- Table View
- List View
THE GOOD: Preacher's daughter, Maddie Givens--but she's not that good. THE BAD: Rebel Steve Jackson--but he's not that bad. THE CUDDLY: Maddie's infant nephew Luke--who would have been cuddly if he hadn't been kidnapped on the way to his first Christmas pageant. Maddie Givens desperately wanted to be good, but she never quite managed it. Look what happened when she helped her sister with the Christmas show! Before she knew it, two crooks had driven off with her car...and her baby nephew. But when sexy-as-sin scoundrel Steve Jackson wheeled up on his motorcycle to save the day, Maddie was suddenly very tempted to find out just how good being bad could be....
The spotlight doesn't get any hotter than this. . . Rachel Marsh doesn't have time to think about the pampered lives of Hollywood stars. She's too busy running her family's Lazy M Ranch in Arizona. But even Rachel has heard of Jackson Stone, the green-eyed movie megahunk known for his sexual prowess both on- and offscreen. Jackson is the last person Rachel would expect to show up looking for work as a cowboy. But that's exactly what happens . . . and now Rachel has her hands full keeping her mind on the Lazy M--and off Jackson! After a nasty tabloid scandal, Jackson has decided it would be best to spend a little time out of the public eye. When he stumbles across the Lazy M Ranch, he hatches a brilliant plan: to convince its pretty owner to let him go undercover as a cowboy until things blow over. Jackson sees nothing wrong with spending a little time incognito--especially with a woman like Rachel, who looks as good roping cattle as she does by the light of an intimate campfire. Now, far from inquiring eyes, these two slightly cynical lovers are going to discover just how good they are at being bad . . . and the outcome may be more than downright sexy. It may be true love.
Not so long ago in a galaxy of single men ... Rory Egglehoff is looking for her knight, but she seems to attract only nerds ... until Hunter Chase touches down in the office next door. Her high-school crush and quintessential dream man, Hunter sends Rory's pulse into hyperdrive. Now all she needs is to get gorgeous Hunter to notice her, take her to their high-school reunion, and pledge his undying love. But putting the Ultimate Jedi Plan into play is harder than it sounds. An unfortunate incident at the gym, a family straight out of "The X-Files," and some seriously suspicious pizza toppings all conspire to send her plan spinning outrageously out of control. And for one would-be princess, confronting the Dark Side is child's play compared with landing the perfect hero ...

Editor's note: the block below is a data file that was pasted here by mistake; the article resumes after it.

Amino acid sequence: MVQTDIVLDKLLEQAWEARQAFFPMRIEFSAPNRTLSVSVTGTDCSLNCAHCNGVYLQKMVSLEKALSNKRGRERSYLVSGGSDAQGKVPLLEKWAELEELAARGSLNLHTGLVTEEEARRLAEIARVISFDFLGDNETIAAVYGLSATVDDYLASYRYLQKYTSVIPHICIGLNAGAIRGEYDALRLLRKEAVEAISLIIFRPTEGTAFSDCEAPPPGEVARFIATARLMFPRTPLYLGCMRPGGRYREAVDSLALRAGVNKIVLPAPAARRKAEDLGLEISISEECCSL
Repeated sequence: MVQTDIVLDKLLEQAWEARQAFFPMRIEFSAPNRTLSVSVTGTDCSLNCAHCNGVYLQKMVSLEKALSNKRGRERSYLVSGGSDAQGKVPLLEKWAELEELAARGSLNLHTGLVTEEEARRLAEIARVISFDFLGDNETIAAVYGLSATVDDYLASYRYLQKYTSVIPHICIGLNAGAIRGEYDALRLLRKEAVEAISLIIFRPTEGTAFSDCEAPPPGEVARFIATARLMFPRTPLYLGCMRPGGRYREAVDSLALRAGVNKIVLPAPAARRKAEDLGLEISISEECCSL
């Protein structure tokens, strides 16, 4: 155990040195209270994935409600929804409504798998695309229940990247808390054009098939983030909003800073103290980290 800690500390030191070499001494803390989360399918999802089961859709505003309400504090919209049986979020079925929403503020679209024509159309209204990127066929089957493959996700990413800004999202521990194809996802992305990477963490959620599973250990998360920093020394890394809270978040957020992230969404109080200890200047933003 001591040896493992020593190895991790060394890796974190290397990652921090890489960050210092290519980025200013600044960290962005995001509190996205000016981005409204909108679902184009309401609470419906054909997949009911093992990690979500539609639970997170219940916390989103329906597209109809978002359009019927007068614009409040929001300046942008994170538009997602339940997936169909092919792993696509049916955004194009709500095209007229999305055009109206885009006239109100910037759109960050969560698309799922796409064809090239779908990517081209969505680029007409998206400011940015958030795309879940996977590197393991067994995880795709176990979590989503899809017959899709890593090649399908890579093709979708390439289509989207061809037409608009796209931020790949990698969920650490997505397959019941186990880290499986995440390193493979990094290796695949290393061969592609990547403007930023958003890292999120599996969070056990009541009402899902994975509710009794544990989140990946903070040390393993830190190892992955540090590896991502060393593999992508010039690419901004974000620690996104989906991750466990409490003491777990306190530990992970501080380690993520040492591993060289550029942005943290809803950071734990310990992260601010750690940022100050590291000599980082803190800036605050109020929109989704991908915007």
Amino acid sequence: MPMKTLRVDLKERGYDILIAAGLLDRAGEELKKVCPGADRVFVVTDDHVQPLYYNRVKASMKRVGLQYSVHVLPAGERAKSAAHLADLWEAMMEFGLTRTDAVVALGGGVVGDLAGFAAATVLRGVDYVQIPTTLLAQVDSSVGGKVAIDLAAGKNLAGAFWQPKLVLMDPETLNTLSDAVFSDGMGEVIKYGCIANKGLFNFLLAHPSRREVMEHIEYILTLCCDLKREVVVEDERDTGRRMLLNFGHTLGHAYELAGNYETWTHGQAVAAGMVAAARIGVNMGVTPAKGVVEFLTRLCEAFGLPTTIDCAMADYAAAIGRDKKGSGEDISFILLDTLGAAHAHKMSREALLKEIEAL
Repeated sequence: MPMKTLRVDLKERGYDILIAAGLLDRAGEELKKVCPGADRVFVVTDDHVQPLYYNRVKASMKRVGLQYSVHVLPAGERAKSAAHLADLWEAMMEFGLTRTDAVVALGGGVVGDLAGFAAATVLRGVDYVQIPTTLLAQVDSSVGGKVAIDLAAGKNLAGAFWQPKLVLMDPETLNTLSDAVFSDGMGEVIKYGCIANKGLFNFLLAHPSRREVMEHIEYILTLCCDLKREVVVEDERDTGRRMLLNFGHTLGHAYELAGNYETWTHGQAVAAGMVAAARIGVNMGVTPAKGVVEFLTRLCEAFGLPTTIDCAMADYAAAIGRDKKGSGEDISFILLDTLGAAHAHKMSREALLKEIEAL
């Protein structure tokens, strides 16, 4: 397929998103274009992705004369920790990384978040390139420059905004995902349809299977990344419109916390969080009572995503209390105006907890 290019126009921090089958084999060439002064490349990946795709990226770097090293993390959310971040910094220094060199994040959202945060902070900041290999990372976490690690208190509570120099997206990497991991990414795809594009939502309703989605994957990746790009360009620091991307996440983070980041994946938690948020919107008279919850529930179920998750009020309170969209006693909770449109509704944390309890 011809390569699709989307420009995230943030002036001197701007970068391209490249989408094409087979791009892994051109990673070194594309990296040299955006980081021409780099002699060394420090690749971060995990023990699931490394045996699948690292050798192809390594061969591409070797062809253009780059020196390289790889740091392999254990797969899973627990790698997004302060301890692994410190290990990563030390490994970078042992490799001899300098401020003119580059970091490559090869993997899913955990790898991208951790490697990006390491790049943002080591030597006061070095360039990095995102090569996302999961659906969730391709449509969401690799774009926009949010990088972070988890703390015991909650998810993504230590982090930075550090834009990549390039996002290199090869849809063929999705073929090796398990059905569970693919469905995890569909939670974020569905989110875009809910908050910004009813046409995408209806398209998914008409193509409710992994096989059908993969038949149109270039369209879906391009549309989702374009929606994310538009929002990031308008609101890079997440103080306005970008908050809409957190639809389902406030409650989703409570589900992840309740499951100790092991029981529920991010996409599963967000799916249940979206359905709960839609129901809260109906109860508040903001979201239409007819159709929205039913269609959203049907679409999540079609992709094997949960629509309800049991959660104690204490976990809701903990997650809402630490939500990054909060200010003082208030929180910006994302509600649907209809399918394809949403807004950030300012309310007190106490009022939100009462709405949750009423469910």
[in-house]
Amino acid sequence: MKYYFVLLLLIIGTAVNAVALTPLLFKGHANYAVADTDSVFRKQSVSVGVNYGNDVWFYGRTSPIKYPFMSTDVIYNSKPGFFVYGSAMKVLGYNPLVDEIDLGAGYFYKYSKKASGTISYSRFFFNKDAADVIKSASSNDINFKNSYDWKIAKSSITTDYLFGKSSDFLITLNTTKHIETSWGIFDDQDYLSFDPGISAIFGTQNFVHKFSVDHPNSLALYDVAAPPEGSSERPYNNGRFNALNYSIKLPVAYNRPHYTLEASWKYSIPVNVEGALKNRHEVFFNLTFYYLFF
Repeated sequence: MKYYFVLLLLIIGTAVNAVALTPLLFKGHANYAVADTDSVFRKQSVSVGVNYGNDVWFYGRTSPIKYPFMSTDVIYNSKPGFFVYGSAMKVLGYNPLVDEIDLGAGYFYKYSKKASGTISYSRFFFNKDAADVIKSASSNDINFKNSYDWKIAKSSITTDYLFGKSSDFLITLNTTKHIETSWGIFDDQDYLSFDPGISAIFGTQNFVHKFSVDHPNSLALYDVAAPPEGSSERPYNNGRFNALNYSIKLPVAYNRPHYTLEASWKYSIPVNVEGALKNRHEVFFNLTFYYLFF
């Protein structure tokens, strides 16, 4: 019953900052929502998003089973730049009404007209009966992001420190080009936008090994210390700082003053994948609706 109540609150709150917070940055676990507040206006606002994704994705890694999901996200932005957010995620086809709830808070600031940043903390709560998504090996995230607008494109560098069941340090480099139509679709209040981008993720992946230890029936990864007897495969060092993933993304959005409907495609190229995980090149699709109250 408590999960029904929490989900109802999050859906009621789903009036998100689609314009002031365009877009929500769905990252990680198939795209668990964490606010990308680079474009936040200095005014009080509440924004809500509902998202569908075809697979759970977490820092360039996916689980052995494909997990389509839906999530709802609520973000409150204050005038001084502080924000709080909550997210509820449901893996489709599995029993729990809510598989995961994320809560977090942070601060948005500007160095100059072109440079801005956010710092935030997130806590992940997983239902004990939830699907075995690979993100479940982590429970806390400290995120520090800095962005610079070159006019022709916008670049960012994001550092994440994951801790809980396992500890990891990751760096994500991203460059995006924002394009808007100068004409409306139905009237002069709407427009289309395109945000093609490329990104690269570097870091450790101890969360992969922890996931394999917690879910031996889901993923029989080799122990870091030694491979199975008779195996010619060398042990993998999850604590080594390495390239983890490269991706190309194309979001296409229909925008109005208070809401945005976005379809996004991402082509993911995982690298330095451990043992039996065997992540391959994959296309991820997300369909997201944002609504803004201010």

Rotten School's bad boy, Bernie B., is trying to turn over a new leaf in order to date the prettiest girl in school, but he may trip over his own slime trail.
Ah, the dilemma of food-"comfort food" versus "temple food"; dessert versus salad; good versus bad. We've all experienced it, the feeling that we want to indulge in something chocolate-y, but know we should go for something salad-y. Adina Steiman's The Good, the Bad, & the Yummy is the perfect companion for all of us who have felt the tug between satisfaction and discipline. While each and every single recipe in this book falls under the Yummy category, half of them are for when you're feeling like being good, and the other half, for the naughtier side of your cravings. Steiman tells readers that they can eat what they crave while still (occasionally) tending to the angel on their shoulder. Chock full of everything from amusing self-tests that assess which foods fit your moods, to what to look for in quality bacon, The Good, the Bad, & the Yummy also includes simple lifestyle tips for feeling great anytime and musings on the mysterious nostalgic power of Twinkies.